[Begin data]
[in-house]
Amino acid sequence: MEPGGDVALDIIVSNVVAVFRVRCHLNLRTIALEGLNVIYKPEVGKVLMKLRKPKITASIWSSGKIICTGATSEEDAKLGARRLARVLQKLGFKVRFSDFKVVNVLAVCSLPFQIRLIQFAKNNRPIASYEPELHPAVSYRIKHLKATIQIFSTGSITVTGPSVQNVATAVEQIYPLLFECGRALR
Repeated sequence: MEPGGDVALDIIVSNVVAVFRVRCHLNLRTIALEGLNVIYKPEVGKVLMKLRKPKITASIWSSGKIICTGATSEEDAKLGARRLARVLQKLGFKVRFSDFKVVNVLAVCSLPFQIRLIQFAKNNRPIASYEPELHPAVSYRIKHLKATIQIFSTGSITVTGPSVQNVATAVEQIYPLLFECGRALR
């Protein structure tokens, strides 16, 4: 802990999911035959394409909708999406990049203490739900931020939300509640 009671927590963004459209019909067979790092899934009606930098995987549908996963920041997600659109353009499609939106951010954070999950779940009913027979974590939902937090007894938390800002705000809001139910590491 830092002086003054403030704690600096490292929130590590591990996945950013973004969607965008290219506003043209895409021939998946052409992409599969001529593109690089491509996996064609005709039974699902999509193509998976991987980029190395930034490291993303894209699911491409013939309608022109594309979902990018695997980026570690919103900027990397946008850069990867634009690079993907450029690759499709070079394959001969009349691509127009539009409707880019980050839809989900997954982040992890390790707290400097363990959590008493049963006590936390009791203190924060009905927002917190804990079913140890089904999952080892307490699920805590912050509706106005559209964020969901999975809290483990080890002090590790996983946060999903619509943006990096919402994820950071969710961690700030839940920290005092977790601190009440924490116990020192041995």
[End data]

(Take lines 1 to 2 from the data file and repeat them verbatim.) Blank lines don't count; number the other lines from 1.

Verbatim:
[in-house]
Amino acid sequence: MEPGGDVALDIIVSNVVAVFRVRCHLNLRTIALEGLNVIYKPEVGKVLMKLRKPKITASIWSSGKIICTGATSEEDAKLGARRLARVLQKLGFKVRFSDFKVVNVLAVCSLPFQIRLIQFAKNNRPIASYEPELHPAVSYRIKHLKATIQIFSTGSITVTGPSVQNVATAVEQIYPLLFECGRALR